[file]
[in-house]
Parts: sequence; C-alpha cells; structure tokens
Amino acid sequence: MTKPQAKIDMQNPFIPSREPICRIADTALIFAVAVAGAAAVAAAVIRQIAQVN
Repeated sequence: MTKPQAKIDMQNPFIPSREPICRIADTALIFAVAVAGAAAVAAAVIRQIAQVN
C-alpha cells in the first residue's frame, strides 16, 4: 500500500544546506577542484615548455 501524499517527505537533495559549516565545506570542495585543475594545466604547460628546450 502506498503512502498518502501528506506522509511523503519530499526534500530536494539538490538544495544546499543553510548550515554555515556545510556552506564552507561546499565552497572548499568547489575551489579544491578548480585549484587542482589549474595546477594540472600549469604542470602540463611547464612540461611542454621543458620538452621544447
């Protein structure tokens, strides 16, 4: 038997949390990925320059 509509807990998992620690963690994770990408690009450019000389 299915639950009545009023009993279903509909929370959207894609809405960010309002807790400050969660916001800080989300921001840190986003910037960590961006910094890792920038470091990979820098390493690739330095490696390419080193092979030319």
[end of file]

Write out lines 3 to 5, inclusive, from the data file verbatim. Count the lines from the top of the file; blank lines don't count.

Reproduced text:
Amino acid sequence: MTKPQAKIDMQNPFIPSREPICRIADTALIFAVAVAGAAAVAAAVIRQIAQVN
Repeated sequence: MTKPQAKIDMQNPFIPSREPICRIADTALIFAVAVAGAAAVAAAVIRQIAQVN
C-alpha cells in the first residue's frame, strides 16, 4: 500500500544546506577542484615548455 501524499517527505537533495559549516565545506570542495585543475594545466604547460628546450 502506498503512502498518502501528506506522509511523503519530499526534500530536494539538490538544495544546499543553510548550515554555515556545510556552506564552507561546499565552497572548499568547489575551489579544491578548480585549484587542482589549474595546477594540472600549469604542470602540463611547464612540461611542454621543458620538452621544447